I’m enchanted, yes, but more interested to know how they feel about the road that may soon reach their village that has always been unreachable except by canoe. The village headman tells me this is progress, a necessary evil. The grandmother who cooks our meals listens and shakes her head. No one is sure.
My fleeting thoughts as I leave the last village on the Rio Santiago? For some inexplicable reason I am reminded that the tragedy of oil gushing into the Gulf of Mexico is related to the purity of the rushing water of this river. Does one herald the end of the other? Alternatively, does the river promise redemption, healing? If we destroy ourselves in the pollution, violence and war of our teeming filthy cities, and this village, these people, are what remains, perhaps we can count ourselves fortunate. Perhaps this is a life we should strive for. I vow to come back and learn more of the good and the bad of this heaven on earth.
My next story is dark and powerful, more questions abound. I am two days into the La Guajira peninsula of Colombia, not far from the Venezuelan border. We have spent most of the day bouncing around in a four-wheel drive jeep driven by Don Salustio over the dirt, potholed roads as if it is a prize wild stallion.
My head hurts with trying to grasp the size of the coal mine we have visited. We have now been from the deep coal pits in the mountains along the 150 km to the Caribbean port city of Puerto Bolivar where gigantic coal barges lie in wait to be filled so they may ferry the coal across the Atlantic to the electric plants of Europe.
This coalmine is the largest open pit mining operation in the world. It started thirty years ago when the Arawak indigenous people, the Wayúu, were forced off their ancestral lands to make way for the mining operation – the mines, the mining compound as big as a large military base, the port for storage and loading, the railroad that carries the coal from pit to port. The Wayúu are still here. Marginalized, poor, resentful, living and breathing amidst the coal dust on the outskirts of their homelands.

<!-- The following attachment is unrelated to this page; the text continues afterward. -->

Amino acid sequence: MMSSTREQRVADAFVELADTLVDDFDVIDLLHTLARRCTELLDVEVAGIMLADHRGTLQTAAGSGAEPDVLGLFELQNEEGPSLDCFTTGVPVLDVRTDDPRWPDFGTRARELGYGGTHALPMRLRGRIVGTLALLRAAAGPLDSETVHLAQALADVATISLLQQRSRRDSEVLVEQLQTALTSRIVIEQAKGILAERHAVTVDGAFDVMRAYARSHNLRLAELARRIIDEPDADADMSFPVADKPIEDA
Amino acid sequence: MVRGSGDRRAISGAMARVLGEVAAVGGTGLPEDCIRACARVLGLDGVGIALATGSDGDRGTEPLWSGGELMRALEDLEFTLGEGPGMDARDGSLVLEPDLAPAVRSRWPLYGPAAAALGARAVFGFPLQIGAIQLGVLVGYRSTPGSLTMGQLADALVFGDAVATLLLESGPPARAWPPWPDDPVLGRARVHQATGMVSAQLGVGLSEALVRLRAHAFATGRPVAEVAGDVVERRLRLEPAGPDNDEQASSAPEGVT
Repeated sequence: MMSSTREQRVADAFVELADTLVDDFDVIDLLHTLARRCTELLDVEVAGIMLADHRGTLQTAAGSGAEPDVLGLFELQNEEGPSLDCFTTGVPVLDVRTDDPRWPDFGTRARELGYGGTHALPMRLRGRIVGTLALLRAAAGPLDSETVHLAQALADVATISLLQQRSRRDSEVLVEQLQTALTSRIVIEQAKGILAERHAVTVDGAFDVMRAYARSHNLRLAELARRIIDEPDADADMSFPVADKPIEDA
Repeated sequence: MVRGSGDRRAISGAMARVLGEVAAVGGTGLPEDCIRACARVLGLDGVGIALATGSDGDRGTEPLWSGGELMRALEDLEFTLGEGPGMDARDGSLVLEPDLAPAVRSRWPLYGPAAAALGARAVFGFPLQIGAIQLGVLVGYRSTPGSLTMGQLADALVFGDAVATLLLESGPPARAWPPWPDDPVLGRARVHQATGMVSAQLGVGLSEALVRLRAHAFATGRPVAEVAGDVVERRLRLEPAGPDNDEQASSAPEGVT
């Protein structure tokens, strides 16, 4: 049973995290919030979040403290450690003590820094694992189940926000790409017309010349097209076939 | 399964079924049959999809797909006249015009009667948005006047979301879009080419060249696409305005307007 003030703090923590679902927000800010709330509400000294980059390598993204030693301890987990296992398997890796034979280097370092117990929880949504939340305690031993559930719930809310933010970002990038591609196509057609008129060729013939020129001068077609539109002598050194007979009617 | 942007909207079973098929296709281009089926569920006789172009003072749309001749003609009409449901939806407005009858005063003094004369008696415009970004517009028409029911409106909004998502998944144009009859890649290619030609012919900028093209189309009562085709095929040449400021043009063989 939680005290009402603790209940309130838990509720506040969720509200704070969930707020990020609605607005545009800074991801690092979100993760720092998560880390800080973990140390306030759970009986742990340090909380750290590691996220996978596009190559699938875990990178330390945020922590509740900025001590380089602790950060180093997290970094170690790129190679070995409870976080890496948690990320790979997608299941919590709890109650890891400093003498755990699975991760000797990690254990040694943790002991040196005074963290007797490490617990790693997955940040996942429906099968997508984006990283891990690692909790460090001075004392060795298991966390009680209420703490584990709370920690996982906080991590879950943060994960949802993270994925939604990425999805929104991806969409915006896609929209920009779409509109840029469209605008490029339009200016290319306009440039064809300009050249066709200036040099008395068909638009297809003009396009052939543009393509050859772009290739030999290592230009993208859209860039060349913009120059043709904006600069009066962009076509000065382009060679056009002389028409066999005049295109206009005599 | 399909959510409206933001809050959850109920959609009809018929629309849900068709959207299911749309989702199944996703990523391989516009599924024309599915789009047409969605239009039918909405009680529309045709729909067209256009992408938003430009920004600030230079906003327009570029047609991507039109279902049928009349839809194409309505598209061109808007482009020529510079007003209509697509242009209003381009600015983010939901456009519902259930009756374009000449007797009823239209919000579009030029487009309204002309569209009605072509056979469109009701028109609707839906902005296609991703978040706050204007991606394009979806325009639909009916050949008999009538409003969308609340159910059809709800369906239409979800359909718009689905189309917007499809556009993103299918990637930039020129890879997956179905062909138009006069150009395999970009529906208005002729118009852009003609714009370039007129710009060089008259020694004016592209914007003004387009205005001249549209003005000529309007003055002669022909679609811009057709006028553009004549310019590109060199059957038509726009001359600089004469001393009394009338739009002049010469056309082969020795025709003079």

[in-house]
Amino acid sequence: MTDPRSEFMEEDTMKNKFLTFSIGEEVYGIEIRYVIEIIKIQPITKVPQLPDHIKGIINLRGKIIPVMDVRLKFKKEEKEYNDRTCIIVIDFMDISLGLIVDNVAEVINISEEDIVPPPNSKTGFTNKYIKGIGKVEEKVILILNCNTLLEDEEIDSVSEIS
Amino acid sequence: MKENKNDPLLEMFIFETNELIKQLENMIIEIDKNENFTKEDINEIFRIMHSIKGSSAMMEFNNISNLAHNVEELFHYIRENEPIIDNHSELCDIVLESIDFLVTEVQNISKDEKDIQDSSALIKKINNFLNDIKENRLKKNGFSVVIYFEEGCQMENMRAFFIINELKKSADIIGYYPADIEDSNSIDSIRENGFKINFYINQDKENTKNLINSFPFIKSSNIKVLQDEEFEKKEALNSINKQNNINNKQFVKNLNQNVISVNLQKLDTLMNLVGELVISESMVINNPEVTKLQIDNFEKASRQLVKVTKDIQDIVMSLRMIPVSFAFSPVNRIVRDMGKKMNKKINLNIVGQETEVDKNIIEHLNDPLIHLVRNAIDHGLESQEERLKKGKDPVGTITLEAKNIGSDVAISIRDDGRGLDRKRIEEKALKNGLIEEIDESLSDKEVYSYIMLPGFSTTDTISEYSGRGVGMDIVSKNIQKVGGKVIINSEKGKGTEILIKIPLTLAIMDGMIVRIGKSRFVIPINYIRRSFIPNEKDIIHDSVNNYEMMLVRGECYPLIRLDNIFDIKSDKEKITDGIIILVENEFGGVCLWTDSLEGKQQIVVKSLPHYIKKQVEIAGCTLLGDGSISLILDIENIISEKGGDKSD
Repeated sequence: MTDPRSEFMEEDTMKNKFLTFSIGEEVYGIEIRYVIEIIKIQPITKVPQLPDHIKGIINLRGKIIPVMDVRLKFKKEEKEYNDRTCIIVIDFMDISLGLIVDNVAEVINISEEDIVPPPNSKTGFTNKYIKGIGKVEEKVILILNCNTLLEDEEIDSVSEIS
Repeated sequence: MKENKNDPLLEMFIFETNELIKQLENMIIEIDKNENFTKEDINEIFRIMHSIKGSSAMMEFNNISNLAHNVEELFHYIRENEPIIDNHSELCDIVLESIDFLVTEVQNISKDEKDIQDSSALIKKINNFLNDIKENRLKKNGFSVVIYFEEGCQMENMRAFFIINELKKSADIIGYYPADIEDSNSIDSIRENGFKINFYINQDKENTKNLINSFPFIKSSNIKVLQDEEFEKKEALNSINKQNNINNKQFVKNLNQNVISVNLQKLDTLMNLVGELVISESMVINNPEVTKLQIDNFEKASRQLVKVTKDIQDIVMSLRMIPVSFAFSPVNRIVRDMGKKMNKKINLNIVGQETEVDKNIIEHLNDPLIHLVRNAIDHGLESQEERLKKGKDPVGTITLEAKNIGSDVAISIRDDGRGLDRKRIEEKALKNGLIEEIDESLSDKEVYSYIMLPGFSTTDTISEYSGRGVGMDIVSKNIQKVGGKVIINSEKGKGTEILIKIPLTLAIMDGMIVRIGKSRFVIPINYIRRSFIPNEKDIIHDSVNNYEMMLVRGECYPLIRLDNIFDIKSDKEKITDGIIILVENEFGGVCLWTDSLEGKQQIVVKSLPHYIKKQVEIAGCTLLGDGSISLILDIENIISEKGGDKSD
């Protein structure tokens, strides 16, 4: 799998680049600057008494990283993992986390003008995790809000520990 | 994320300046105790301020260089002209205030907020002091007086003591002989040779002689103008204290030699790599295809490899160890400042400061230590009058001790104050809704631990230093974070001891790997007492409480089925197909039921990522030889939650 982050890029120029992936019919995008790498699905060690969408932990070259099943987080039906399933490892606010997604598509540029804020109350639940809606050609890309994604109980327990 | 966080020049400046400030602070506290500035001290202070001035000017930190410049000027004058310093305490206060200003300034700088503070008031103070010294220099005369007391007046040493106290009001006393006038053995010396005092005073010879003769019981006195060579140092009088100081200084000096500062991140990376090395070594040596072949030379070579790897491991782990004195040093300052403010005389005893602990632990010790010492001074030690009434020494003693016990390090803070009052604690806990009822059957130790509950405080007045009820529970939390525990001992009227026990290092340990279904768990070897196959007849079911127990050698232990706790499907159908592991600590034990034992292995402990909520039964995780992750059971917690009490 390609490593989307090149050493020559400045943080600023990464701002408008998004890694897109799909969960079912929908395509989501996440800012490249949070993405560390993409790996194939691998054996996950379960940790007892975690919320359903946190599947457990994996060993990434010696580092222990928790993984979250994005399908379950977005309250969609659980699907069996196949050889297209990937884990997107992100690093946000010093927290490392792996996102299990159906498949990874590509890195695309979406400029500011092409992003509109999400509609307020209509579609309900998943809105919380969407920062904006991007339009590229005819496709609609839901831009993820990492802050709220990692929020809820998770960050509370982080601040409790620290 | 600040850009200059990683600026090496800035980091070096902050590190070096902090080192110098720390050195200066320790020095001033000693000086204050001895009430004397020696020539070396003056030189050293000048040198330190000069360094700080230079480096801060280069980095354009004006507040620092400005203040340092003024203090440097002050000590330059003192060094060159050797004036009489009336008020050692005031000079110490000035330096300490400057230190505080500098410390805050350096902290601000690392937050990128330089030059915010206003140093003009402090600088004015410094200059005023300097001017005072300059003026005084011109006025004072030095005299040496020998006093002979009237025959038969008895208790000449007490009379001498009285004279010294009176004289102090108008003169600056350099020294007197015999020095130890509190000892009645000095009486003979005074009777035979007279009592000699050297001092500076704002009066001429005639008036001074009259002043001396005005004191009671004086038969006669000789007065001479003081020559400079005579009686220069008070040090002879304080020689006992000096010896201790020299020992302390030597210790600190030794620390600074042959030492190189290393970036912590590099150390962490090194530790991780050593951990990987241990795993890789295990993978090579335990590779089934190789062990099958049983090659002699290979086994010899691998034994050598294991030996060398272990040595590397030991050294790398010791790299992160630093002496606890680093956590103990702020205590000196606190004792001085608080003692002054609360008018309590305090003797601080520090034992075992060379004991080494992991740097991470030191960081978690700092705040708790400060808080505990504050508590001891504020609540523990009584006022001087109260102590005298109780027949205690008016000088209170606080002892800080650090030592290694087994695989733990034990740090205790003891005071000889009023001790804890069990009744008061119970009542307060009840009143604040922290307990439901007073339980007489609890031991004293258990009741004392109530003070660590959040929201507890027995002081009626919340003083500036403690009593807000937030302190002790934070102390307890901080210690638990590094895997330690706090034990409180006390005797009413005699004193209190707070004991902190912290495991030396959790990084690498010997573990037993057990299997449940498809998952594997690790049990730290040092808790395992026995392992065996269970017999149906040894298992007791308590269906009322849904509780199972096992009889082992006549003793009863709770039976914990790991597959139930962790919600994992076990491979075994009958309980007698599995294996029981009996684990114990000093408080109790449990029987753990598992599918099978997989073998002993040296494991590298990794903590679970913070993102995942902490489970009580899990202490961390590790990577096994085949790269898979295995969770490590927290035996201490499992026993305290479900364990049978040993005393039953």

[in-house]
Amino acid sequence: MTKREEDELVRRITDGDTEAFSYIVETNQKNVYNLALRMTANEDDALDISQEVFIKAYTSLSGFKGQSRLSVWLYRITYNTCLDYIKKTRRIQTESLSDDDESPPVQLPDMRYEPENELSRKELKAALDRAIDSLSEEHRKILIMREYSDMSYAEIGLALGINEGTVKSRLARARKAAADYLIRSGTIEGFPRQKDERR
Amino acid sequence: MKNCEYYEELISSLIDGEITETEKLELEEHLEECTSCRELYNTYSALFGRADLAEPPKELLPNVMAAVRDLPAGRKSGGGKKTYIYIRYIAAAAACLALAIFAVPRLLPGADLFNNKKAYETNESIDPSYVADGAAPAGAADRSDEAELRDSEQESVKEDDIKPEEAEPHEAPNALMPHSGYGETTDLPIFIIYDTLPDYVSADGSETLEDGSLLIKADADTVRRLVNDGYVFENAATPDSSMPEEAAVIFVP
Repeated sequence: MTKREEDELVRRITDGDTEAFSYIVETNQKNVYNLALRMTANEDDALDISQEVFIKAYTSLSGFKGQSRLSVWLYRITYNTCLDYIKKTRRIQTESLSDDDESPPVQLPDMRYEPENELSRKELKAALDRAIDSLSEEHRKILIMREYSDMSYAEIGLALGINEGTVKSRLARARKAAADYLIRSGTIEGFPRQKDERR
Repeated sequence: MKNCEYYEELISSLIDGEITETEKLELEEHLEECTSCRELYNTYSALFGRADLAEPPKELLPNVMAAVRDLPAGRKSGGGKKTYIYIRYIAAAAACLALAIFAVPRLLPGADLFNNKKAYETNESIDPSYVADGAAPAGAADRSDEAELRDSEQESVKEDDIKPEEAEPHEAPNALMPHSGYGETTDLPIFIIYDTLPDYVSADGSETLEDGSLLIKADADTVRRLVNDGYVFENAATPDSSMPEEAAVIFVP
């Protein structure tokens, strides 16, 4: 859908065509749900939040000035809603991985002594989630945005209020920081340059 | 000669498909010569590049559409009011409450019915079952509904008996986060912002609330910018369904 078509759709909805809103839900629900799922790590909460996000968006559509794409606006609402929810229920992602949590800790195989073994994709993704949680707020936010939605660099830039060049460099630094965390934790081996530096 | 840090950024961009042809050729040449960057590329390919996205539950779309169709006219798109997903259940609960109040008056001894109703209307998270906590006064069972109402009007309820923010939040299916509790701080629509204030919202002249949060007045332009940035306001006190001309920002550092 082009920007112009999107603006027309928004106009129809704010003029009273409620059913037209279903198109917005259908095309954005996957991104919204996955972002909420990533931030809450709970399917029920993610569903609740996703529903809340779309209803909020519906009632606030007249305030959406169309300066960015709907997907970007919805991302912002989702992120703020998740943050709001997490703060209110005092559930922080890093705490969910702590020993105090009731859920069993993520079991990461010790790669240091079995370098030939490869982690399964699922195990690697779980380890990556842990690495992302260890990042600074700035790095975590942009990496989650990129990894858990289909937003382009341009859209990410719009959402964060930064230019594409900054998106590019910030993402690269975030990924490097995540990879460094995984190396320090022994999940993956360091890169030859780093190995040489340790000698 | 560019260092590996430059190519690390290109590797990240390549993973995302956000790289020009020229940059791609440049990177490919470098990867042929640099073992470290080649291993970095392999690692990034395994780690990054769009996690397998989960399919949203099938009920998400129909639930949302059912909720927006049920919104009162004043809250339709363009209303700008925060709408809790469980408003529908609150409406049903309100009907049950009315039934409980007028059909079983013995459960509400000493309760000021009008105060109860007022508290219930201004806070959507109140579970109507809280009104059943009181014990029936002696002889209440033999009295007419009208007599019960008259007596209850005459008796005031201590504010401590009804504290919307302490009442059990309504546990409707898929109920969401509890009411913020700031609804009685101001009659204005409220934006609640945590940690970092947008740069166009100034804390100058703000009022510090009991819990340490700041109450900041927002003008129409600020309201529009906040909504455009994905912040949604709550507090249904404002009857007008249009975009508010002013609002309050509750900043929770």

Coal generated electricity is the single most polluting and dirty source of climate warming carbon in the world. I struggle to grasp what I am witnessing as the coal passes through long snake like chutes to the ship waiting at harbor. A lone worker sweeps coal dust that falls to the ground
Don Salustio tells us that when the railroad was first constructed young Wayúu men and women would regularly lie down on the railroad tracks and be run over by the 120-car coal trains. The mining company would pay the families of the victims. Don Salustio says, “They stopped that payment. It seemed to be encouraging the Wayúu to commit suicide.”
I gaze out the car window at the dusty, dry, beautiful land and wonder if the Wayúu, living in their own and very different paradigm, were not in fact desperately trying to tell us something about the environmental tragedy of coal.